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Donation After Circulatory Death Donor Use

  • Marijan Koprivanac
  • Nader Moazami
Living reference work entry
Part of the Organ and Tissue Transplantation book series (OTT)

Abstract

Strategies for procurement of the heart from brain dead donors (DBD) have been standardized over the past 3 decades and limited by the period of warm and cold ischemic time with acceptable total ischemic time of 4–5 h. This landscape has remained largely unchanged until relatively recent development of pumping systems for continued warm perfusion of the heart during transport. Although these technologies for ex-vivo perfusion were initially used for improved organ preservation, recent trials have evaluated the use of this type of technology for resuscitating hearts that would otherwise not be accepted for transplantation to increase the availability of the heart organ. An extension of this methodology has been the quest to reevaluate the potential for recovering hearts from donors who have neurologic function, and therefore are not legally brain dead, but in whom because of an irreversible condition the decision has been made to withdraw life support until circulation ceases; this group of donors are referred to as Donation after Circulatory Death (DCD). Although this strategy has now been widely applied to lungs, livers, and kidneys increasing the availability of these organs by about 10%, applicability to cardiac allograft donation has been limited. This chapter will discuss the process of DCD donation, the pathologic concerns related to the heart, and current existing technologies that have been used for DCD heart transplantation.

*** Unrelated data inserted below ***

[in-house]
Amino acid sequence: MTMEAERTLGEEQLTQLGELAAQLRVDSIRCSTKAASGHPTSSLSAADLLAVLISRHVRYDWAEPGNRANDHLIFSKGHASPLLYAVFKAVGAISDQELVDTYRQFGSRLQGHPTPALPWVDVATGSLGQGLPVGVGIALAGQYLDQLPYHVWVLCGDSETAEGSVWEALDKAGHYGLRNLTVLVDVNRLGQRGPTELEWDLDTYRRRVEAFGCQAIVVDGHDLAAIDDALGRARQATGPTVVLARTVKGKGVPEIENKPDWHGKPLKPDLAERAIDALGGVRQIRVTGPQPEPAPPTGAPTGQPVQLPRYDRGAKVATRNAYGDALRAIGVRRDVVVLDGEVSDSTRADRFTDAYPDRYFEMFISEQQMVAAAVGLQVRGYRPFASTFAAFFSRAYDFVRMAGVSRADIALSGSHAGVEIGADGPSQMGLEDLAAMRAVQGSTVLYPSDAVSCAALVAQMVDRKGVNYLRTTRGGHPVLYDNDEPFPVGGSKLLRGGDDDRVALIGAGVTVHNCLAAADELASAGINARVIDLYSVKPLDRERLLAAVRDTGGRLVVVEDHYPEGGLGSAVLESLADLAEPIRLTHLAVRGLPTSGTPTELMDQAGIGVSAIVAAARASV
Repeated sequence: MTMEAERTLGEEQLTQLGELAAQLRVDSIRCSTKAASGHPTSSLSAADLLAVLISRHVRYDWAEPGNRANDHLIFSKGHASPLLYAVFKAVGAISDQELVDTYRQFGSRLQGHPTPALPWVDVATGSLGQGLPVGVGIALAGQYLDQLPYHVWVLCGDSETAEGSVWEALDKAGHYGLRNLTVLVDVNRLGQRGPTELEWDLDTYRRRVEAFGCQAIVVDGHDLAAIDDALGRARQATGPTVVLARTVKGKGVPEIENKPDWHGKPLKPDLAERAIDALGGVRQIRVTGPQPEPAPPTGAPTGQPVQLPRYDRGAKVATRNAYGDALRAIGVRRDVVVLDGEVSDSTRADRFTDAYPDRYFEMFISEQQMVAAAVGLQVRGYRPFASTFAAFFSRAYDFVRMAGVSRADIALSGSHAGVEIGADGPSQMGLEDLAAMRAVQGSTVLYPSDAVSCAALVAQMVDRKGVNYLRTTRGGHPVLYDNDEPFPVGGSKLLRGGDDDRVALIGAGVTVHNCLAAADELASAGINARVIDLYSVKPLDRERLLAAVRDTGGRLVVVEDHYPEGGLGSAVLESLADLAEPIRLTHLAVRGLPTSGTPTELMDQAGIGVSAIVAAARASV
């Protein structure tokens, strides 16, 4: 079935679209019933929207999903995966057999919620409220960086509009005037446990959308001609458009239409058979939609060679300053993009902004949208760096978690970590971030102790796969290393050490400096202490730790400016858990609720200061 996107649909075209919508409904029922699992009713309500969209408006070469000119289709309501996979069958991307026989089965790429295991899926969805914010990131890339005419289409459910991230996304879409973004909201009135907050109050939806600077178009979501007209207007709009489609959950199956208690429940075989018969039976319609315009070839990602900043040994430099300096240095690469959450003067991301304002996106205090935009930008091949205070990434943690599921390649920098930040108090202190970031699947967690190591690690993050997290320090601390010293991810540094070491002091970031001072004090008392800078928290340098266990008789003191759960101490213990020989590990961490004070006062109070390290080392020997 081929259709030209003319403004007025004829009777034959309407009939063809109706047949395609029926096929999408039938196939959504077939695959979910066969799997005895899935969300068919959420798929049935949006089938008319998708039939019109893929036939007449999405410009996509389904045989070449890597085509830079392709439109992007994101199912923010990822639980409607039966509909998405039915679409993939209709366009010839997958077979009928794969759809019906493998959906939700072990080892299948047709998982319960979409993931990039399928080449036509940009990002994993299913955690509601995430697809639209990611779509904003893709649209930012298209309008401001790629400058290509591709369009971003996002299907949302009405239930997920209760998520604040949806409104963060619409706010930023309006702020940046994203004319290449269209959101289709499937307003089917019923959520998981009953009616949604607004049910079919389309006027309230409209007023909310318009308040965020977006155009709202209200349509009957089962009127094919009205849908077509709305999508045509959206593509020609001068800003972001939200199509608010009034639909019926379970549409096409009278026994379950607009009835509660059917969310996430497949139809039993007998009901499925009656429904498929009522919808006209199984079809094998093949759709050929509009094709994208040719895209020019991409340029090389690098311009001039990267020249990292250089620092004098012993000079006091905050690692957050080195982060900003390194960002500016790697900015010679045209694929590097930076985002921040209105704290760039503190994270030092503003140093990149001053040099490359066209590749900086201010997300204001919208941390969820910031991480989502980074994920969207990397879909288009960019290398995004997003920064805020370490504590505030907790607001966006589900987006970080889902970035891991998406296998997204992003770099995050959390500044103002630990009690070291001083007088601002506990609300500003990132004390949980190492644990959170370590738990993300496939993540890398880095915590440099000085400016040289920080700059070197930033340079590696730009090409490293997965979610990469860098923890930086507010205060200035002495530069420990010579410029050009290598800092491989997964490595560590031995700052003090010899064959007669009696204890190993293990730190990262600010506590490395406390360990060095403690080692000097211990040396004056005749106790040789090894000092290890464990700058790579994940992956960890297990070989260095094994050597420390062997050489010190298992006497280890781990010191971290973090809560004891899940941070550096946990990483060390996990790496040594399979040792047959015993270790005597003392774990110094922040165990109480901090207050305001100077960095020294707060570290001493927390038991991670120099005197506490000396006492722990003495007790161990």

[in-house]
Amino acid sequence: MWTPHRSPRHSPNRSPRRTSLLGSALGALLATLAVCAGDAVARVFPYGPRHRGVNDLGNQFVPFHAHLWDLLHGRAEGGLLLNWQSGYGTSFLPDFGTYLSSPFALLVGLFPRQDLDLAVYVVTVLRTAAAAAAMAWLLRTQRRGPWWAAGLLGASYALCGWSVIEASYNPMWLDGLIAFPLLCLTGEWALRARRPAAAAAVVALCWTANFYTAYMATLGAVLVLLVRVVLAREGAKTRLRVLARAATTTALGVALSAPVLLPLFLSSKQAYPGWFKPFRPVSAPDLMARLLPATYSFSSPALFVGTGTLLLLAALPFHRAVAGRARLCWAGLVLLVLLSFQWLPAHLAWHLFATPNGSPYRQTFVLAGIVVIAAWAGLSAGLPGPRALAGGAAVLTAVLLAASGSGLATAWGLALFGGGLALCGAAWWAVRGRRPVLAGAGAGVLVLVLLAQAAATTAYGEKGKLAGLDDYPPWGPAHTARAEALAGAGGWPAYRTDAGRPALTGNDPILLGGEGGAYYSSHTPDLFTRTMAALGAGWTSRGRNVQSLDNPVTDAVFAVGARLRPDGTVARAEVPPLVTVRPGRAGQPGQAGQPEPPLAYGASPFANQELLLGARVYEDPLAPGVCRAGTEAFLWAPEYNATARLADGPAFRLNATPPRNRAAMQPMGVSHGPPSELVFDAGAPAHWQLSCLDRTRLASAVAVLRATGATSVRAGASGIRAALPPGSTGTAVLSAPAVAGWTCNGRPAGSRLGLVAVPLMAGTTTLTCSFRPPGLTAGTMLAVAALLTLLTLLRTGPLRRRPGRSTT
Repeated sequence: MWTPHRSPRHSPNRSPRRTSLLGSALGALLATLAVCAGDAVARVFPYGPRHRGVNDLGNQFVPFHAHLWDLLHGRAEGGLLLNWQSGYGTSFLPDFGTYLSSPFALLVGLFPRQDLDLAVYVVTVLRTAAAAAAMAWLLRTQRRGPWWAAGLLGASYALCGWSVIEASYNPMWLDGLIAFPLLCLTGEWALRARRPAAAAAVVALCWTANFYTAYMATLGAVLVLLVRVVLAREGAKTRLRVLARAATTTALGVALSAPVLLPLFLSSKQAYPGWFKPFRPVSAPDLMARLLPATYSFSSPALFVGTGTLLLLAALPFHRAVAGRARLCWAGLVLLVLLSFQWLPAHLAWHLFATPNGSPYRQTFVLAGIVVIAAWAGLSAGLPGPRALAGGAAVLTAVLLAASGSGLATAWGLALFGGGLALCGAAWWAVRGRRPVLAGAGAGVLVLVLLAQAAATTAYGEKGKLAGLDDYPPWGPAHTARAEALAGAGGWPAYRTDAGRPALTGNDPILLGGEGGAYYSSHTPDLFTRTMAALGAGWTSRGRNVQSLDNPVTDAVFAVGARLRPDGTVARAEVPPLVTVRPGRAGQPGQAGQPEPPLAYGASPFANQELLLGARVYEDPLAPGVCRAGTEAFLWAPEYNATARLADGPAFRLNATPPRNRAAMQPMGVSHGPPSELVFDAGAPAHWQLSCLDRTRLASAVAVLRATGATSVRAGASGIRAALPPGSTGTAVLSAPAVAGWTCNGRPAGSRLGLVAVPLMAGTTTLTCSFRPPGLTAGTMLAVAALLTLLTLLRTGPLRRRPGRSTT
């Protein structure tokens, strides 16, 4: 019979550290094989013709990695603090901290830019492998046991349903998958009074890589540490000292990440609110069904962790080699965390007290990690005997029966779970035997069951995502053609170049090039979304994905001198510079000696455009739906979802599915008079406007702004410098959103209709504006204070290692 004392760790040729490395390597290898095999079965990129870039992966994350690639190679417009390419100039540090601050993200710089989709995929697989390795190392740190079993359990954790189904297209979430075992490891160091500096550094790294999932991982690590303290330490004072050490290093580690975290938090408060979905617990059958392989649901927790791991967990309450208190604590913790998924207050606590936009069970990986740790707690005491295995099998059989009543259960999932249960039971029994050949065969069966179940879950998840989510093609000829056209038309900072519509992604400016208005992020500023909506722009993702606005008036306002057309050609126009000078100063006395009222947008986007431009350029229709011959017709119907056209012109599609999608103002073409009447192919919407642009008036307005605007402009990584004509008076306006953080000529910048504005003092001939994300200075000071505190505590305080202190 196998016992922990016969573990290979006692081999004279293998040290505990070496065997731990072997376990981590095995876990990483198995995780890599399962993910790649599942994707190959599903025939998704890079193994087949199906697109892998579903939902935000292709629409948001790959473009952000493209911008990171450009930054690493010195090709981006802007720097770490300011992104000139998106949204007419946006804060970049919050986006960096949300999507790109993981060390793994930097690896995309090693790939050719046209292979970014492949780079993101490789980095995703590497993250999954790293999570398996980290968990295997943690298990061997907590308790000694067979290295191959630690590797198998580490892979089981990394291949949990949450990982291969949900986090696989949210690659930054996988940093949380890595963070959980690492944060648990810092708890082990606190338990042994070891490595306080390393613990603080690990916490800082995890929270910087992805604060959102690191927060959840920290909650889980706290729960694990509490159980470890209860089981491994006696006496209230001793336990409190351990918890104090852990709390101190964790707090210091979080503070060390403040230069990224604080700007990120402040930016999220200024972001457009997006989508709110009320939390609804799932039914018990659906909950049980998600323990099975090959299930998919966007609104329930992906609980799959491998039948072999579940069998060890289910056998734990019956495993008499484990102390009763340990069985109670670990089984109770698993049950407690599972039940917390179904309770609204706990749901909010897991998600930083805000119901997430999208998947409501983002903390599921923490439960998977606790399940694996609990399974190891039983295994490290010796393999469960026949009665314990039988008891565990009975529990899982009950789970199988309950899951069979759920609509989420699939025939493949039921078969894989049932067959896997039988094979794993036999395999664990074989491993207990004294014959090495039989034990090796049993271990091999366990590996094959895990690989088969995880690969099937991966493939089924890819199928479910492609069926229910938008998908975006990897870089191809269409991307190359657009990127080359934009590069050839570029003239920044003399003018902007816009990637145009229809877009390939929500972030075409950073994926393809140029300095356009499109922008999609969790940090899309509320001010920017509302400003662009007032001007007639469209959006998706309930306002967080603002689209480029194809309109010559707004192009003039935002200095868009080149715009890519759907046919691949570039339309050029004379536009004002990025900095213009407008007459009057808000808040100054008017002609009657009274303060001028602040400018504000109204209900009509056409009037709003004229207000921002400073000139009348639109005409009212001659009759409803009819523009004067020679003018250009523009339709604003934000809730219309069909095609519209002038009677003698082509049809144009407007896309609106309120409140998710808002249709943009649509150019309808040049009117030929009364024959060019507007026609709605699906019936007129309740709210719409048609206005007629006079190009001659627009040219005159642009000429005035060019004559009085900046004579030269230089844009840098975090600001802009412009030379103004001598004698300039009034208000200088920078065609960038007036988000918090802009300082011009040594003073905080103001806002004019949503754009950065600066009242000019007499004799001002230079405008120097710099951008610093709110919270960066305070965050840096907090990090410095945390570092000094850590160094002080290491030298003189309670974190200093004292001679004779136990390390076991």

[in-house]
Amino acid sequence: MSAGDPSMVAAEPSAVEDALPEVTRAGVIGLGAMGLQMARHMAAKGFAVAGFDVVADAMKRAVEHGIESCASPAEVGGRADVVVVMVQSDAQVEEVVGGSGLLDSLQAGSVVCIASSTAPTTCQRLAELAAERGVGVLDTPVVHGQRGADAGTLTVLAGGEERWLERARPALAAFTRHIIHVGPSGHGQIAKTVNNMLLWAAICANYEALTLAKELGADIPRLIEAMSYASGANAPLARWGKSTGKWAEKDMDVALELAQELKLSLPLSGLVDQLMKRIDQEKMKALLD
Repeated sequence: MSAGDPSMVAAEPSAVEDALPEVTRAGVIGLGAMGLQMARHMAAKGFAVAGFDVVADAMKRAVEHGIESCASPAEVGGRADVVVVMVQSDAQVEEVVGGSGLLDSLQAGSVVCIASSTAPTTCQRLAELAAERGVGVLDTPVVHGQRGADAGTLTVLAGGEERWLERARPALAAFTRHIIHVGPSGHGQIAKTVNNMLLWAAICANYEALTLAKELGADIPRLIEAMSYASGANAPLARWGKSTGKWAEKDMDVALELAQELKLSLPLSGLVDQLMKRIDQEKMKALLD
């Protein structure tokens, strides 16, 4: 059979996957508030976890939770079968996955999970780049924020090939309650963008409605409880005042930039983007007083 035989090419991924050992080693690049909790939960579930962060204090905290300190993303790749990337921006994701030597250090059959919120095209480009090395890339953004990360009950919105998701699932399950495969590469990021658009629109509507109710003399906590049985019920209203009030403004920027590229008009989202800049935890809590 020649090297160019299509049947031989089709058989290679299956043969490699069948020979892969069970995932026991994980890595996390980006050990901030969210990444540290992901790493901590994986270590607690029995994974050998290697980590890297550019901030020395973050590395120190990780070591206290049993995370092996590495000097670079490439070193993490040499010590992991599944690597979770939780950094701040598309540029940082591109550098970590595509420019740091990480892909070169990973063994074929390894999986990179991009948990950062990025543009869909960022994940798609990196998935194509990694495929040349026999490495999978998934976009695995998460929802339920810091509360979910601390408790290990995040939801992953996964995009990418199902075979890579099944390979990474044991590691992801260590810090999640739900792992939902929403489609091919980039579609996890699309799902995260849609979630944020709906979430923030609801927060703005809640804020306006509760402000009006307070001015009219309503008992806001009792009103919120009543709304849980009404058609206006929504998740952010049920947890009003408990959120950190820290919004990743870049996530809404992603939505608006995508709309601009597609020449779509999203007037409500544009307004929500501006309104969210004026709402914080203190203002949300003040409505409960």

Keywords

DCD heart Donation after circulatory death Warm ischemia Reperfusion injury OCS Ex-vivo heart perfusion Organ care system Normothermic regional perfusion NRP Heart postconditioning 

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Copyright information

© Springer Nature Switzerland AG 2019

Authors and Affiliations

  1. 1.Department of Cardiothoracic SurgeryCleveland ClinicClevelandUSA
  2. 2.Case Western UniversityClevelandUSA
  3. 3.Department of Cardiothoracic SurgeryNYU Langone Medical CenterNew YorkUSA

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